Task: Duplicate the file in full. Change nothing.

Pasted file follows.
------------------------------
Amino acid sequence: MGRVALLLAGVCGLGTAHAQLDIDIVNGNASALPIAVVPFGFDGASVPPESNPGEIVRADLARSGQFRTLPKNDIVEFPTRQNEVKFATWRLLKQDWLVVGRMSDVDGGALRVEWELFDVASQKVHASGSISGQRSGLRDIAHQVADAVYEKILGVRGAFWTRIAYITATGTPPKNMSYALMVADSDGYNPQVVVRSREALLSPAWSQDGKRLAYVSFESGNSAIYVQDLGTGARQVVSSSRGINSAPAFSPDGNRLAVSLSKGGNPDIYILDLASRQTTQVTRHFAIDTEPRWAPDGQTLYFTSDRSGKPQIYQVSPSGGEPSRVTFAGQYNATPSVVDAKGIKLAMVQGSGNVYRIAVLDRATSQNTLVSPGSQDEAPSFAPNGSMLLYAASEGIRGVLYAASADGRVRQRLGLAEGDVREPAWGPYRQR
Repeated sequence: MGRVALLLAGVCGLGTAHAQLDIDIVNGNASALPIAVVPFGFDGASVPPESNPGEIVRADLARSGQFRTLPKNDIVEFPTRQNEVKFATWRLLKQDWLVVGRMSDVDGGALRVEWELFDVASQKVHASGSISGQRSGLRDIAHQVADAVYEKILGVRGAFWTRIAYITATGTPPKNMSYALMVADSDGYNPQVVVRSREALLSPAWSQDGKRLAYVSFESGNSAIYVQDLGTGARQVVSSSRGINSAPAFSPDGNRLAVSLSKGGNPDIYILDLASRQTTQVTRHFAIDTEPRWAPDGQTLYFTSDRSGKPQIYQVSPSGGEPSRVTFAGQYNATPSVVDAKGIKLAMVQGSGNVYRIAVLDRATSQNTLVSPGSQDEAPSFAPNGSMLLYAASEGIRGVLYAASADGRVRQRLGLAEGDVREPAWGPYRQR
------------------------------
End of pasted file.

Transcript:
Amino acid sequence: MGRVALLLAGVCGLGTAHAQLDIDIVNGNASALPIAVVPFGFDGASVPPESNPGEIVRADLARSGQFRTLPKNDIVEFPTRQNEVKFATWRLLKQDWLVVGRMSDVDGGALRVEWELFDVASQKVHASGSISGQRSGLRDIAHQVADAVYEKILGVRGAFWTRIAYITATGTPPKNMSYALMVADSDGYNPQVVVRSREALLSPAWSQDGKRLAYVSFESGNSAIYVQDLGTGARQVVSSSRGINSAPAFSPDGNRLAVSLSKGGNPDIYILDLASRQTTQVTRHFAIDTEPRWAPDGQTLYFTSDRSGKPQIYQVSPSGGEPSRVTFAGQYNATPSVVDAKGIKLAMVQGSGNVYRIAVLDRATSQNTLVSPGSQDEAPSFAPNGSMLLYAASEGIRGVLYAASADGRVRQRLGLAEGDVREPAWGPYRQR
Repeated sequence: MGRVALLLAGVCGLGTAHAQLDIDIVNGNASALPIAVVPFGFDGASVPPESNPGEIVRADLARSGQFRTLPKNDIVEFPTRQNEVKFATWRLLKQDWLVVGRMSDVDGGALRVEWELFDVASQKVHASGSISGQRSGLRDIAHQVADAVYEKILGVRGAFWTRIAYITATGTPPKNMSYALMVADSDGYNPQVVVRSREALLSPAWSQDGKRLAYVSFESGNSAIYVQDLGTGARQVVSSSRGINSAPAFSPDGNRLAVSLSKGGNPDIYILDLASRQTTQVTRHFAIDTEPRWAPDGQTLYFTSDRSGKPQIYQVSPSGGEPSRVTFAGQYNATPSVVDAKGIKLAMVQGSGNVYRIAVLDRATSQNTLVSPGSQDEAPSFAPNGSMLLYAASEGIRGVLYAASADGRVRQRLGLAEGDVREPAWGPYRQR